In fact, you don't need the regular-expression-modules very often: Many find- and replace-operations can already be done with Python's builtin string-functions like

    For simple find-operations, Python also offers an even more elegant and easy to use construction:

    # coding: utf-8
    mystring = "Hello World"
    if "World" in mystring:
        print '"World" found.'

    This also works with lists and tuples.

    Anyway, sometimes you can't avoid using regular expressions.
    For these cases, the following script shows, how it can be done with the "re"-module (although some people use the similar module "re" instead):

    # coding: utf-8
    import re
    # First, we define the text to be used:
    text = "Text to be searched."
    # Then, we compile a "pattern-object" from a regular expression:
    patobj = re.compile("s.*")
    # Now we can do a search-operation on the text:
    matchobj =
    if matchobj is not None:
        print "Regular expression found in the text."
    # We can also extract the substring found in the search-operation:
    if matchobj is not None:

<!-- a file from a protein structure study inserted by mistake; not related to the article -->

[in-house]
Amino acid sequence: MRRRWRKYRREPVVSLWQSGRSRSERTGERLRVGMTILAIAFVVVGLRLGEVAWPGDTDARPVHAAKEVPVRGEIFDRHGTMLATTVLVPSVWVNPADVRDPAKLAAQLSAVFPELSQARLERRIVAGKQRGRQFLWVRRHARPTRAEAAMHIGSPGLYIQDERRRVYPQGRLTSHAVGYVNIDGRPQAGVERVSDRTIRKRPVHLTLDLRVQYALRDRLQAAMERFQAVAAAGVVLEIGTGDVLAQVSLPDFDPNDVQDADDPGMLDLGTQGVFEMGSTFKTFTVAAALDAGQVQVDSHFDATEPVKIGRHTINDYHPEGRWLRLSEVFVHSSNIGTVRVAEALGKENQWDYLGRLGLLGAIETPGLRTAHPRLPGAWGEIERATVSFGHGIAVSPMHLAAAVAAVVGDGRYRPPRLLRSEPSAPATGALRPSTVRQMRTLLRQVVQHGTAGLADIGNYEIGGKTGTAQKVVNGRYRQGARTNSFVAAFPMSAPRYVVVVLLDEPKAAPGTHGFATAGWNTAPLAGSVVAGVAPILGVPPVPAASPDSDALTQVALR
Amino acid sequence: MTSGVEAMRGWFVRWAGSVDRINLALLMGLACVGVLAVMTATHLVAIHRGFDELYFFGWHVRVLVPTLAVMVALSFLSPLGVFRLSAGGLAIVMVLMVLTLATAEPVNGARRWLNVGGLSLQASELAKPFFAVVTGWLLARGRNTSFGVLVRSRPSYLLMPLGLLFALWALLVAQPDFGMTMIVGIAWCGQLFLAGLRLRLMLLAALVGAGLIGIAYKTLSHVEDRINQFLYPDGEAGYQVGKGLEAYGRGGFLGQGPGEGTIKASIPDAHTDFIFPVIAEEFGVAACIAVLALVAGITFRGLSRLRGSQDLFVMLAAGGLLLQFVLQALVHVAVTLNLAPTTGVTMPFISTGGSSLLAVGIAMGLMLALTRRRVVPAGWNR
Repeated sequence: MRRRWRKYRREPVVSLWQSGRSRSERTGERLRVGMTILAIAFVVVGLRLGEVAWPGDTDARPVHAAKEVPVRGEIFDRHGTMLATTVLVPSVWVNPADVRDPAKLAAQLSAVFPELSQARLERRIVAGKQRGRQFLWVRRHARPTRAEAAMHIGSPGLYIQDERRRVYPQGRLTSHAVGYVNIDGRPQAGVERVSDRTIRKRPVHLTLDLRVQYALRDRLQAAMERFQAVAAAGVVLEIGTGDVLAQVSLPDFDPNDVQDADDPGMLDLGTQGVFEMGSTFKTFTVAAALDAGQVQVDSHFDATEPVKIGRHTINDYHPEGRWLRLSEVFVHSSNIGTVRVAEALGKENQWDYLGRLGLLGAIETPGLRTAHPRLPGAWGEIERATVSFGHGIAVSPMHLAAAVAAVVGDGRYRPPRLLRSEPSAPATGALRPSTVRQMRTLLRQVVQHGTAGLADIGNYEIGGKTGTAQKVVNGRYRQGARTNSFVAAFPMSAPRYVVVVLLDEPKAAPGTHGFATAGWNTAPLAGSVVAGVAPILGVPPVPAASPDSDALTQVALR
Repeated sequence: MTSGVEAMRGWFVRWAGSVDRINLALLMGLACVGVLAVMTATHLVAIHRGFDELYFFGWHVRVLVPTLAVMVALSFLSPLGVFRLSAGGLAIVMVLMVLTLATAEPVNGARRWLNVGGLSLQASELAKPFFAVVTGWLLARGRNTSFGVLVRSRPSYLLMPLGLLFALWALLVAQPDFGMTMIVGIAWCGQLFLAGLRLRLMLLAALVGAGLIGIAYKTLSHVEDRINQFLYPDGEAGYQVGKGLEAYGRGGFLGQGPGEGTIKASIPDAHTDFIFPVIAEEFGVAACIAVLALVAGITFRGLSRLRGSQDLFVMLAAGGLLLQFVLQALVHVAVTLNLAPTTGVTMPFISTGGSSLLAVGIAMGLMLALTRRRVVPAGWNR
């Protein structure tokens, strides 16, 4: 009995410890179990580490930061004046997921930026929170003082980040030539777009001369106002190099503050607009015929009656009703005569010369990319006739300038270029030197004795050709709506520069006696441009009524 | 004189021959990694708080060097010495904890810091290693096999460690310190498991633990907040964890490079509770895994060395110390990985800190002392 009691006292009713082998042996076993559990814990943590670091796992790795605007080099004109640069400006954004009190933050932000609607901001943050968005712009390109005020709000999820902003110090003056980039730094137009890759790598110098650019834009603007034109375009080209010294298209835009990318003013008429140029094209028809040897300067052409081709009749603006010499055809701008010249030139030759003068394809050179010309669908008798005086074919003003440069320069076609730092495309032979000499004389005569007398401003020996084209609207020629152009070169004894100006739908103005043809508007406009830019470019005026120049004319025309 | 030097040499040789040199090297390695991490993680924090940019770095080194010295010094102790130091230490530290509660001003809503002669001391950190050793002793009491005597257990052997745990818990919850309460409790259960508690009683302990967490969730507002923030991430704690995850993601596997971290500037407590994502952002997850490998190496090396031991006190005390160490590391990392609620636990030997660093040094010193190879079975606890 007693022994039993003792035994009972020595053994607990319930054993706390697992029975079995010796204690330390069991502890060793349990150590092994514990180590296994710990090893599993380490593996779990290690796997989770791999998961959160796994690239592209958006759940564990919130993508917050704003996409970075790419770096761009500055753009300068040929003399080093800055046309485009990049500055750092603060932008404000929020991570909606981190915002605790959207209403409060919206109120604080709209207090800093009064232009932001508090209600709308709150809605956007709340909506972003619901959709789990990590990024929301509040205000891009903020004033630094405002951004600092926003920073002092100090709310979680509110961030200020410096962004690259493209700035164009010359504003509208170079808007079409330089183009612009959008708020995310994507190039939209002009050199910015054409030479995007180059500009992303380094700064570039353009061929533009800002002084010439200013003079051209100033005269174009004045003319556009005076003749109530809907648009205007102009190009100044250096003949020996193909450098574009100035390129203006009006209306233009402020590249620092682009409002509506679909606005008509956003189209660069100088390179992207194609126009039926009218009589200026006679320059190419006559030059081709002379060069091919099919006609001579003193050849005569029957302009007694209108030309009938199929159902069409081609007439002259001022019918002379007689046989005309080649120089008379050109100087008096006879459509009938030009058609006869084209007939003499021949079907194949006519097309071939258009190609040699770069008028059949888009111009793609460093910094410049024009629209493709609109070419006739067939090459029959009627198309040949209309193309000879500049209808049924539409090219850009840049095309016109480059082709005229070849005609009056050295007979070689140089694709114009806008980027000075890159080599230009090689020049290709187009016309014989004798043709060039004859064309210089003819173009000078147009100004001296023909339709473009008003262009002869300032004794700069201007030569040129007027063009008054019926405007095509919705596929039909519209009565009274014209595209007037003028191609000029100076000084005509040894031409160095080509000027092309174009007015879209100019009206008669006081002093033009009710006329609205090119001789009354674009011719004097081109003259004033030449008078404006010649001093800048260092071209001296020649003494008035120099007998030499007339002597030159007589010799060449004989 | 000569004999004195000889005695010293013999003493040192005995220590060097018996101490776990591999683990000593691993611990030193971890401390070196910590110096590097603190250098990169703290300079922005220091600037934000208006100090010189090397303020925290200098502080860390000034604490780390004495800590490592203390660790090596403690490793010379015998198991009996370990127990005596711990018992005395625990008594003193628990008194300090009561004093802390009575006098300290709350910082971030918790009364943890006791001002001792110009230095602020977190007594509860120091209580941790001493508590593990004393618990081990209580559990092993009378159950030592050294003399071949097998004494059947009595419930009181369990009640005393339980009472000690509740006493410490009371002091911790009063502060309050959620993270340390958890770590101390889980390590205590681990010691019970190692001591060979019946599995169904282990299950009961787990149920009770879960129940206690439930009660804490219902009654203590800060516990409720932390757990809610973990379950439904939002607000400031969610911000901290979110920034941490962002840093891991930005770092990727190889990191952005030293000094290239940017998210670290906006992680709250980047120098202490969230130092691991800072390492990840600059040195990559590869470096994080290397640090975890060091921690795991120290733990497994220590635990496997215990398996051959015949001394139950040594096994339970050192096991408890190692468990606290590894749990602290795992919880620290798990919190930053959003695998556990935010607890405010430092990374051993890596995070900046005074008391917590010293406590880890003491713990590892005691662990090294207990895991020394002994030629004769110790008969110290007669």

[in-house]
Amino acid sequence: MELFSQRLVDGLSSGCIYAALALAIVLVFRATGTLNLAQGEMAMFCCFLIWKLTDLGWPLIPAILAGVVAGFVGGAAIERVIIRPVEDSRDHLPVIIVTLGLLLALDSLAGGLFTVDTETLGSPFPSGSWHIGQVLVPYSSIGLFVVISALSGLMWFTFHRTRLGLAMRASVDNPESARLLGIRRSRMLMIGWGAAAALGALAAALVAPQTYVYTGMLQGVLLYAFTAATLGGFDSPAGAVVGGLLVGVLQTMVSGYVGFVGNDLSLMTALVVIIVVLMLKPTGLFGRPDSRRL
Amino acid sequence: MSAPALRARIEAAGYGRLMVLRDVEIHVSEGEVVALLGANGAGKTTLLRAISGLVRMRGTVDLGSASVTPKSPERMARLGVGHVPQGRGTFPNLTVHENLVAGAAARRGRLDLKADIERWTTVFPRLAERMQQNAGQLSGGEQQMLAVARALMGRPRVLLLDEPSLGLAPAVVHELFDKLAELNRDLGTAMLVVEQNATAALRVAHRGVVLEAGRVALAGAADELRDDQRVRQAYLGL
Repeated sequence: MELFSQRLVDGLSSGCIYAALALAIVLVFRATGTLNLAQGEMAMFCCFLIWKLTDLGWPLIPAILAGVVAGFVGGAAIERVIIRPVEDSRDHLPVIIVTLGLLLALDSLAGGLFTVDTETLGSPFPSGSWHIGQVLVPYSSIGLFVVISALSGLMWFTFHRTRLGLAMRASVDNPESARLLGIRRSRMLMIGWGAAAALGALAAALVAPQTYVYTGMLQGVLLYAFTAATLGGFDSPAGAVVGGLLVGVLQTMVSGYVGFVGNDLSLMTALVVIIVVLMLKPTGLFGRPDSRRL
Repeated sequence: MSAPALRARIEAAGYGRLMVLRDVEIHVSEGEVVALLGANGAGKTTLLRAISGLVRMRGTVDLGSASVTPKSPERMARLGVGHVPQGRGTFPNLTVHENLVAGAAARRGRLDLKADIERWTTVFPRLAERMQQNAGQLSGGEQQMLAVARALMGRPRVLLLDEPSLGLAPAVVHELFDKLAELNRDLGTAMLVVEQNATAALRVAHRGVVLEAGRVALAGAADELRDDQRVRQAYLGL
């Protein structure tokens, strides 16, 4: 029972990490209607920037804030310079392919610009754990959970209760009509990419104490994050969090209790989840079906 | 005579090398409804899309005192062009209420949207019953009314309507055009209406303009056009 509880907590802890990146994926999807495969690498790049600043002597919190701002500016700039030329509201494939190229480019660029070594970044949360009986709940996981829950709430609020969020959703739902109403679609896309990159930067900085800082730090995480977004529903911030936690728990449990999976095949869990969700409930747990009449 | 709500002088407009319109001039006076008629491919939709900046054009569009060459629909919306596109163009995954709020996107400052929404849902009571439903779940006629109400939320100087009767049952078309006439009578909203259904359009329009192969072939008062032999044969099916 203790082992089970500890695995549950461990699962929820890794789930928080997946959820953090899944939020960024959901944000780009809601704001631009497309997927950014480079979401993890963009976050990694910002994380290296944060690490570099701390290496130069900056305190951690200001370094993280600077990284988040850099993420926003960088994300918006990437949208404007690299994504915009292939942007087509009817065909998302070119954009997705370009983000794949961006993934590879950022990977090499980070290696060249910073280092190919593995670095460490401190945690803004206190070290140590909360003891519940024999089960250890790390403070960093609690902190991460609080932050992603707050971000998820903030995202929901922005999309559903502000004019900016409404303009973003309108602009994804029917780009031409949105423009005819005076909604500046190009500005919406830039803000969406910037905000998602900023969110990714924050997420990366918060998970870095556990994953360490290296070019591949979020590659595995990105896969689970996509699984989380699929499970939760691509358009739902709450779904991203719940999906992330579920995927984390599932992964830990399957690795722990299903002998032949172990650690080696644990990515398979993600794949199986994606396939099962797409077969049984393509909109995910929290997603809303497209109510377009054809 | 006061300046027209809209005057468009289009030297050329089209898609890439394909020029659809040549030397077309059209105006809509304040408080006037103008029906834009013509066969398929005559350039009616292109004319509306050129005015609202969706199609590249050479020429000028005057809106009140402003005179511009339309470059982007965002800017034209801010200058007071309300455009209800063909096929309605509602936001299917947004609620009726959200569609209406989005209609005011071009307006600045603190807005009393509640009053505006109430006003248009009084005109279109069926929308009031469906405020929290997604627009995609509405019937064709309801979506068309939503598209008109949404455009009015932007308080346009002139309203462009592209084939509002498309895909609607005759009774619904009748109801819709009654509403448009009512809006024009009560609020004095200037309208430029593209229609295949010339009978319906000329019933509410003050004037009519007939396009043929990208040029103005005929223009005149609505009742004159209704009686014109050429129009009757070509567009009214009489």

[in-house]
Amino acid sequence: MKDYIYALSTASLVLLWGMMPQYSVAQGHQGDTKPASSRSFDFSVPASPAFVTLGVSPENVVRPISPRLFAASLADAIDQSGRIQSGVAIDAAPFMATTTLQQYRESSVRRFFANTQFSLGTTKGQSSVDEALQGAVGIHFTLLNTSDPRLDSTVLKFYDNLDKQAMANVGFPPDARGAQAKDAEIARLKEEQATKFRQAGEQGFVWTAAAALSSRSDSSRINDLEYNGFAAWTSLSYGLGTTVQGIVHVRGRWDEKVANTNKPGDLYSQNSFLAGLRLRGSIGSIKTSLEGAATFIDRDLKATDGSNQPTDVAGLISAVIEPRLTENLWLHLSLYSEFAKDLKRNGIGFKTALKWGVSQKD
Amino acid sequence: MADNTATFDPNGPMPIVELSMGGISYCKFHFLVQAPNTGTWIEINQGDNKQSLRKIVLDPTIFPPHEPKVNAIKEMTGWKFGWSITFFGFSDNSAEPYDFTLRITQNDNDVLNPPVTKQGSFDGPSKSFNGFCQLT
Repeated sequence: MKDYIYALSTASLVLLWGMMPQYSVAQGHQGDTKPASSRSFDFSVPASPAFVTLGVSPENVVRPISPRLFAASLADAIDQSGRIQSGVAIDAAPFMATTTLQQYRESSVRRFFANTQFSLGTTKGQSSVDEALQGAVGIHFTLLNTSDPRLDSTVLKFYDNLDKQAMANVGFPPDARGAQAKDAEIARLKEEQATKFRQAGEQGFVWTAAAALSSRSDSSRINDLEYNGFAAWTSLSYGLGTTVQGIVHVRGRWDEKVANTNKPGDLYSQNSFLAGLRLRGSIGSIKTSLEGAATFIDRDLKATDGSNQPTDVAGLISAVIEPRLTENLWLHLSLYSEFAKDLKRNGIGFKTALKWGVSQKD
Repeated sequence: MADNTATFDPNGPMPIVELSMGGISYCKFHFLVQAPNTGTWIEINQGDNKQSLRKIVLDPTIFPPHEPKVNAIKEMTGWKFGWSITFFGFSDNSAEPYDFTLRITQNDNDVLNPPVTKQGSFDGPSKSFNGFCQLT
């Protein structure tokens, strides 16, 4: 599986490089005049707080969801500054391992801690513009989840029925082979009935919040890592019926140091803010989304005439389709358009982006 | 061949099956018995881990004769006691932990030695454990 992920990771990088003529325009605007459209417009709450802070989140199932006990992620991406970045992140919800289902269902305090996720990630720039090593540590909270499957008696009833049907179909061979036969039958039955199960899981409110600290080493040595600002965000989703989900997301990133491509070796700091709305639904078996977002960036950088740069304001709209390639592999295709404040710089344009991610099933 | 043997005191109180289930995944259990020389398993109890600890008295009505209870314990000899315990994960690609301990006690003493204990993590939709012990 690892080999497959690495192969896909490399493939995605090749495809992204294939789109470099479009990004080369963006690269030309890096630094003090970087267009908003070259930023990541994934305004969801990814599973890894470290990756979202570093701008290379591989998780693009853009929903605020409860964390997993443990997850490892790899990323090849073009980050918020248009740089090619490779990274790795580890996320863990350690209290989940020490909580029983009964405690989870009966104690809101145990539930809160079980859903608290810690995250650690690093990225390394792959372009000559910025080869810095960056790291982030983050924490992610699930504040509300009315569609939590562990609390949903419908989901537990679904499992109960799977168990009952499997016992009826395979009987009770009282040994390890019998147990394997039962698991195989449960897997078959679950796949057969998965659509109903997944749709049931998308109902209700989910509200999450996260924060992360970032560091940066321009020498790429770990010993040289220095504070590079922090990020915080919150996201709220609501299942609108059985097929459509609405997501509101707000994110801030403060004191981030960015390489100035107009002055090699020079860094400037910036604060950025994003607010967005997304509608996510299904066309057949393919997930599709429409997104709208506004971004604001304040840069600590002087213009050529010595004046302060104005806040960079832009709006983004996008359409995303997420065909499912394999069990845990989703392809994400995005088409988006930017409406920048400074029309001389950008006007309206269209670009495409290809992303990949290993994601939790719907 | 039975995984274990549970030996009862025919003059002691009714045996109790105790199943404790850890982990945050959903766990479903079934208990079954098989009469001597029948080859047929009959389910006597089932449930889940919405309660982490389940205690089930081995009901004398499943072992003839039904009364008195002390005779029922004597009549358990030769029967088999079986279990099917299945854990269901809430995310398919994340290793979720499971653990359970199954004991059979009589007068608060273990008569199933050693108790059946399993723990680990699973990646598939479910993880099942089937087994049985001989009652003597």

print text[matchobj.start() : matchobj.end()]
        # Alternatively, this may work:
    # Additionaly, we can do replace-operations on the text:
    print re.sub(patobj, "replaced.", text)
    # Instead of the search- and replace-operations operations above,
    # you could also do:
    if"s.*", text):
        print "Found."
    print re.sub("s.*", "replaced.", text) 
    # But "re.compile()" is faster, if the regular expression is used
    # more than once.

    If you want to extract html-tags from a html-file, there's a problem with greed. You should then use a regular expressions with its last character as a negated character-class:

    # coding: utf-8
    import re
    html = """<html>
    <h2>Caption 1</h2>
    <p>Some text.
    <h2>Caption 2</h2>
    <p>Some more text.
    <br>Going on.
    html = html.split("\n")
    patobj = re.compile("<h2>([^>]*)<\/h2>") # Notice the regexp here.
    for line in html:
        line = line.rstrip("\n")
        matchobj =
        if matchobj:
            print matchobj.groups()[0]

    The expression "<h2>([^>]*)<\/h2>" means: